Kids roll into Pa. skate park

April 07, 2008|By By CHRIS CARTER

ROUZERVILLE, Pa. -- The banging of skateboards on newly poured concrete was drowned out by pure excitement Saturday at the grand opening of the Dunlap Family Skate Park.

A trick contest followed ribbon-cutting ceremonies at the park, which sits atop Pine Hill Regional Recreation Area, and more than 100 people -- most of them skaters -- came out for the official opening of the facility.

"Look at all these kids here, they're having a great time," said Washington Township manager Mike Christopher. "This will make Pine Hill a popular destination spot for a lot of kids. It doesn't do you any good to spend money on recreation if nobody's using it. Plenty of people will get use of this."

Amy Yokum, of Waynesboro, has brought her 6-year-old son, Jake, to the park almost every day since Washington Township officials opened it to the public two weeks ago.


Yokum said she previously had to drive to Chambersburg or Frederick, Md., and pay a fee for a park for Jake to skate. Now, they can simply go a few miles east to get to the free Pine Hill facility.

"It's everything we expected, and more," Amy Yokum said. "It's incredibly convenient."

Jake Yokum was just 2 years old and a beginning skater when the first meeting was held for construction of a skate park, which was funded by Paul and Barb Dunlap for nearly a quarter of a million dollars.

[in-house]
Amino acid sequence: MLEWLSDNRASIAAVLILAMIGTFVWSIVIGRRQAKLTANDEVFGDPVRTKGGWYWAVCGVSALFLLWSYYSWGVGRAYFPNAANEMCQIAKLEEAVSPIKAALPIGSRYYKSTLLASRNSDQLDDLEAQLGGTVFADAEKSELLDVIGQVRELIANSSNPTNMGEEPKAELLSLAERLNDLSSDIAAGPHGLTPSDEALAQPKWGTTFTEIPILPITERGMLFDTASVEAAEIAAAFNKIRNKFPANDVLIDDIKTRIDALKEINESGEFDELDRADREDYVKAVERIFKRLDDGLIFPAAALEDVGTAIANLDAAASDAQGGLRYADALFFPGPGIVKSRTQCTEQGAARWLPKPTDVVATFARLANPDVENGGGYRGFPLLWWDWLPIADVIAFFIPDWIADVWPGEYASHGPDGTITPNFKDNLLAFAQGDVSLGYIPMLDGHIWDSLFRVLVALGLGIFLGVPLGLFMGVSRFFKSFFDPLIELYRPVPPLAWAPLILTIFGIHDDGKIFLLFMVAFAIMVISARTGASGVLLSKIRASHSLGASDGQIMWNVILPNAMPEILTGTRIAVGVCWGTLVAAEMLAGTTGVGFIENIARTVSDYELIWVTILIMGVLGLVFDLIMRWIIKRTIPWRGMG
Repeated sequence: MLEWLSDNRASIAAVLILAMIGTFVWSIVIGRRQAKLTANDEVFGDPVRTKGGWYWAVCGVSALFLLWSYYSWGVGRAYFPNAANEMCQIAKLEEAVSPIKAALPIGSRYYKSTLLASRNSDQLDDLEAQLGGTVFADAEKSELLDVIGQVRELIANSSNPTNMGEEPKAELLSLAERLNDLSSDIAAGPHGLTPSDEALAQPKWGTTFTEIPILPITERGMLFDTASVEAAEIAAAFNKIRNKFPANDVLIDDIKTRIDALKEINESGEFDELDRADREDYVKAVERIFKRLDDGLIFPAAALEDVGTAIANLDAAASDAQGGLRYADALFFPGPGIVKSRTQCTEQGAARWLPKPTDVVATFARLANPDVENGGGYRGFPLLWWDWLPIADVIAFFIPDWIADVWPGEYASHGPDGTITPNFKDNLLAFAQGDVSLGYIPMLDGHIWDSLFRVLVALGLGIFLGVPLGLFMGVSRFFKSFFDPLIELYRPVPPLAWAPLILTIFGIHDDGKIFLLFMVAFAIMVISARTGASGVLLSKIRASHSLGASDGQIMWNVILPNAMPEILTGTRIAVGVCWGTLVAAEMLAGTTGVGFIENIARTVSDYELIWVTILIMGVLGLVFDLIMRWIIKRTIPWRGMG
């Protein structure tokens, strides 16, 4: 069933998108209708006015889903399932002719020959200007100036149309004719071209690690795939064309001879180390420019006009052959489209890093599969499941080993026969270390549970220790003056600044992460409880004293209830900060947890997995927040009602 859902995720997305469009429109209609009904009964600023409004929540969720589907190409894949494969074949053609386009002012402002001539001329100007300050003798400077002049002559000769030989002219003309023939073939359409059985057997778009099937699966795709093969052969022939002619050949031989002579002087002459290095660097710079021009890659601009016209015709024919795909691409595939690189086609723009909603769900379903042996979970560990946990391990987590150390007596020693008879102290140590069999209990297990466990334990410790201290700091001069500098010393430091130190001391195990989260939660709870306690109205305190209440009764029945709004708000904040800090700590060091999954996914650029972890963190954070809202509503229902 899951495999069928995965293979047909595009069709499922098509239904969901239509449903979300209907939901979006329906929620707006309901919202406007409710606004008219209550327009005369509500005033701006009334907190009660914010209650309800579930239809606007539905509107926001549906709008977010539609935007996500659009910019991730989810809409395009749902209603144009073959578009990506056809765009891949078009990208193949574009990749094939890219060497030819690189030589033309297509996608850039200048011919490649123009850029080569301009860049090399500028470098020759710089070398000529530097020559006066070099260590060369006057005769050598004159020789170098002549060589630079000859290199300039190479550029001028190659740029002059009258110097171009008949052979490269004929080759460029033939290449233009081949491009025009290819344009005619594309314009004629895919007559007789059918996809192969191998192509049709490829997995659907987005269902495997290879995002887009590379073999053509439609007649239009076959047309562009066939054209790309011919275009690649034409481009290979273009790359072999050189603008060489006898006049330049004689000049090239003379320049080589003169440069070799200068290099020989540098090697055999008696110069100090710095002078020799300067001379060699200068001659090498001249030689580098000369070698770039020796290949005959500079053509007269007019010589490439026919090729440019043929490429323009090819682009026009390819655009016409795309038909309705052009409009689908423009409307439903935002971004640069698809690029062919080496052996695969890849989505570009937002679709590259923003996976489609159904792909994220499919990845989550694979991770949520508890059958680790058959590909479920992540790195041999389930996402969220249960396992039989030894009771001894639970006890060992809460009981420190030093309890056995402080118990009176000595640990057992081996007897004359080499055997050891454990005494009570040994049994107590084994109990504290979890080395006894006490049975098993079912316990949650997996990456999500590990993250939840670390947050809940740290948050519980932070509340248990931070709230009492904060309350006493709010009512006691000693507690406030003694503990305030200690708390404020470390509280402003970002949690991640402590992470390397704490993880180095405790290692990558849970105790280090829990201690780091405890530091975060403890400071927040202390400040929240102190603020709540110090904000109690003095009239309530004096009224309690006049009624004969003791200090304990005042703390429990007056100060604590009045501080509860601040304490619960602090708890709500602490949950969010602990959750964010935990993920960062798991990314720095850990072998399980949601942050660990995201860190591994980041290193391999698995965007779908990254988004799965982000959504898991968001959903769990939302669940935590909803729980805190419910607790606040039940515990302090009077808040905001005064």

Worldwide skatepark designer Spohn Ranch, based in California, constructed the park with input from skaters throughout the community. The project broke ground in October.

"The uniqueness of the park is that it's designed by the kids," said Jason Baldessari, design and sales consultant for Spohn Ranch. "The only way to know what the kids want is to ask the kids."

The pieces of the park were constructed in a controlled environment and shipped to Rouzerville, where concrete was poured around each of the elements.

The park features a five-stair, a C-ledge, a euro gap and various other rails, ledges and ramps. Perhaps the most popular obstacle is a brick bank ledge that flanks the front side of the park.

Each area of the park is aimed at a particular skill level.

"The Dunlaps insisted that the park not be designed only for upper skill levels," Christopher said. "They wanted to make sure that it was for different age groups."

Skaters ranged from as young as kindergarten students up to those in their 20s. Young skaters like Jake Yokum look up to experienced locals such as Cory Huber, 19, of Waynesboro, and R.T. Mulligan, 17, of Williamsport, Md., both of whom drew applause during the trick contest.

"In the big picture, it's all these kids skating and not getting into anything mischievous," Christopher added.

Only skateboarders and inline skaters can use the park, but skaters must first register with the township and the park is open every day from 10 a.m. to 30 minutes before sunset. Expected sunset times are posted at the entrance of the park, as well as a list of registered users and the rules and regulations.

A full list of rules and forms for the skatepark are available at

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